China executed a Japanese national for the first time in decades, waving aside concern from Tokyo that the move could fuel antagonism between the ever-fractious east Asian powers.
The death of convicted drug-smuggler Mitsunobu Akano, 65, and China's plans to execute three other Japanese highlight Beijing's growing willingness to defy international opinion in its handling of criminal cases involving foreign nationals.
They also come at a time of heightened public debate over the use of the death penalty in Japan, South Korea and Taiwan.
Speaking ahead of the execution, Keiko Chiba, justice minister in Japan, said execution for a drugs offence was a harsher sentence than would be possible in Japan and questioned Chinese judicial protections. “I am concerned that this might cause a backlash in Japanese public opinion,” she said.
Yukio Hatoyama, Japanese prime minister, called the execution “regrettable” but said he would try to prevent it causing a rift in relations with Beijing.
The Chinese foreign ministry said Akano's case had been handled according to law and that drug smuggling was “widely recognised as a serious crime that harms society”.
分析人士表示，在过去一年左右的时间里，中国政府更加无视外国对其人权纪录和司法体系的批评。去年12月，中国处决了英国公民阿克毛•沙伊克(Akmal Shaikh)，尽管据称沙伊克患有精神疾病，而且英国首相戈登•布朗(Gordon Brown)请求中方宽大处理。中国政府警告称，英国对其司法体系公正性的质疑可能损害两国关系。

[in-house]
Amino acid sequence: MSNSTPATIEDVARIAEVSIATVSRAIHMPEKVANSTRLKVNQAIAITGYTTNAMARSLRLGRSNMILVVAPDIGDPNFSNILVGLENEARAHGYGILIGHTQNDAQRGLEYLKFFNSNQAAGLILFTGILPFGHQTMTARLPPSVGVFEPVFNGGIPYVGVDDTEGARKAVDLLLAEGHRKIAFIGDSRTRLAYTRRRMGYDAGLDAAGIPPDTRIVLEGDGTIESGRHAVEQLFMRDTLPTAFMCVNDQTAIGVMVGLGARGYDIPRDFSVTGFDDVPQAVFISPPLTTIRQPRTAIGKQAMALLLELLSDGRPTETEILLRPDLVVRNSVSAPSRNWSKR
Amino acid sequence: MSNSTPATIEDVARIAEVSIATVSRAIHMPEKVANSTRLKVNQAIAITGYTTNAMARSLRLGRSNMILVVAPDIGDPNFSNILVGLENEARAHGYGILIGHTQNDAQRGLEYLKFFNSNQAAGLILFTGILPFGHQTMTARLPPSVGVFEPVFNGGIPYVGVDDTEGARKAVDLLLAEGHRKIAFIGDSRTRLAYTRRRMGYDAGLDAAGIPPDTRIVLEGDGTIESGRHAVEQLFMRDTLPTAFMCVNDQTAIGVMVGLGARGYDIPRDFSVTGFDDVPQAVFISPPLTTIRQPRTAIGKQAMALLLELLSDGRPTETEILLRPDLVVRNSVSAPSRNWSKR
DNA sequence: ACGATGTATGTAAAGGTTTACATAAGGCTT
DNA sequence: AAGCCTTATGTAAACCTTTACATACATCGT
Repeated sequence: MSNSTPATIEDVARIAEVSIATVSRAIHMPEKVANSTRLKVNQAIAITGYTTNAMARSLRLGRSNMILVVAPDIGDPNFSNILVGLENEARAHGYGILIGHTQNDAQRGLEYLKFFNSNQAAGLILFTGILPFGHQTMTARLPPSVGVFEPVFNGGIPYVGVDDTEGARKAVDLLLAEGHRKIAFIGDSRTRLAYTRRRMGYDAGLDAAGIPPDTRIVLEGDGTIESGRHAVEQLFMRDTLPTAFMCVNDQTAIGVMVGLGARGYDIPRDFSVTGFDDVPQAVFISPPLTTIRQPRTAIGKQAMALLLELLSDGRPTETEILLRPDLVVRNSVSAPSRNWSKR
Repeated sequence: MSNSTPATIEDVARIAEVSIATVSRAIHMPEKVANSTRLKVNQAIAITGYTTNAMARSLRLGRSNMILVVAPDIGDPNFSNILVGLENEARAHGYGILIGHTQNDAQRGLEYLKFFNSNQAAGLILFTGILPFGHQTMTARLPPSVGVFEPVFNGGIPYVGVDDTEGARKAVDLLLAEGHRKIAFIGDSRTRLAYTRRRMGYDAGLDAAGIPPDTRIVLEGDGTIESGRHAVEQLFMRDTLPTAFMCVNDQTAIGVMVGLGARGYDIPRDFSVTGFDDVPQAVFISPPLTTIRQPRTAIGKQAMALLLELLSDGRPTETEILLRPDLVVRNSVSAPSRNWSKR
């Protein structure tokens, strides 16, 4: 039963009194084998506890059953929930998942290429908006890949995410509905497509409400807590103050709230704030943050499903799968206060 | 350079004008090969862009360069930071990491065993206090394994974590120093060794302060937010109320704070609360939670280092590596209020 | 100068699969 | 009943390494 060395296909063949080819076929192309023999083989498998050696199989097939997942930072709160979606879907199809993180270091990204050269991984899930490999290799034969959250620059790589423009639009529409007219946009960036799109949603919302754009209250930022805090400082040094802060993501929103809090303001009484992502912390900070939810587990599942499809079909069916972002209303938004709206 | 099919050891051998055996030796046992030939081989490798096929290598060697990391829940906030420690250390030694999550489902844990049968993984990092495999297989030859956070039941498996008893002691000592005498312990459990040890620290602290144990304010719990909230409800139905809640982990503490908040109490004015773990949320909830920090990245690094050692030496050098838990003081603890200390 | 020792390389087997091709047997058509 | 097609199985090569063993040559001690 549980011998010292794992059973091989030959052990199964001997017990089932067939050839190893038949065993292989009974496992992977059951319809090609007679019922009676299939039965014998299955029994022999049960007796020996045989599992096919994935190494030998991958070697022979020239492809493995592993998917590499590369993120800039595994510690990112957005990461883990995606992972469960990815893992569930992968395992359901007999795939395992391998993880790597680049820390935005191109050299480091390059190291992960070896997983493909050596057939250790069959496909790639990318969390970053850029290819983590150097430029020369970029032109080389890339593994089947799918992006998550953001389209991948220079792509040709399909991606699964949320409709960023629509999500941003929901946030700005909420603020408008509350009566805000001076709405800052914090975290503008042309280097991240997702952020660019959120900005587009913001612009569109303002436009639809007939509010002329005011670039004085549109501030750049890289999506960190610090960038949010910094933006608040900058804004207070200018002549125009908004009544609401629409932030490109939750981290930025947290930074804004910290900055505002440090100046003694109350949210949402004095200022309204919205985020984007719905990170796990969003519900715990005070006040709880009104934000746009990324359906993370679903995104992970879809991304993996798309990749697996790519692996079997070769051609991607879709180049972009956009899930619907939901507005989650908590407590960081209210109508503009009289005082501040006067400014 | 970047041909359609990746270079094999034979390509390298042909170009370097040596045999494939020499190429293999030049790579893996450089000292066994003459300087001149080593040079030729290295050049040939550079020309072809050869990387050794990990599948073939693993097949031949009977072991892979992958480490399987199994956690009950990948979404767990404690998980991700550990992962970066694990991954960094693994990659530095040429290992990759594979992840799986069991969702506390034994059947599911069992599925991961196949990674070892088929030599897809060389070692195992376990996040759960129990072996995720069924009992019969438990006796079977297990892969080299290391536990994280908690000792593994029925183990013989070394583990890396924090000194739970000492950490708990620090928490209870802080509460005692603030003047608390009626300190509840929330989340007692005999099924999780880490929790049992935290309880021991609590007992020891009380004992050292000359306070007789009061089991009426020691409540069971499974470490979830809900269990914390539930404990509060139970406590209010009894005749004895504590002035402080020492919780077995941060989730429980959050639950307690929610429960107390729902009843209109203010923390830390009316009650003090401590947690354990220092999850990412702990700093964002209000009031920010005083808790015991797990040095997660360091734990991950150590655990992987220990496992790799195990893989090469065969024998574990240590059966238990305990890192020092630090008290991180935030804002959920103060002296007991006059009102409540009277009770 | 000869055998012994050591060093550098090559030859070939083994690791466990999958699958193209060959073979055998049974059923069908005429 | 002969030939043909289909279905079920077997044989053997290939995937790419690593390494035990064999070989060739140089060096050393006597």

Analysts say Beijing has become more dismissive of foreign criticism over its human rights record and its justice system over the past year or so. China executed Akmal Shaikh, a British citizen, in December in spite of claims he was mentally ill and a plea for clemency from Gordon Brown, Britain's prime minister. Beijing warned that British questioning of the fairness of its judicial system risked harming ties.
人权组织中美对话基金会(Dui Hua Foundation)研究室主任罗助华(Joshua Rosenzweig)表示：“一个新情况似乎是，当外国政府对中国依据本国法律判决他国公民表示关切时，中国作出了非常负面的回应。”
“What seems to be new is that when foreign governments have expressed concern about the application of Chinese law to their citizens, China has responded in a sharply negative fashion,” said Joshua Rosenzweig, manager of research at the Duihua Foundation, a human rights group.
2010-04-09 14:24 编辑：kuaileyingyu
The US Congress moved closer to punishing China for allegedly manipulating its currency, as a key committee of the House of Representatives voted to advance legislation that could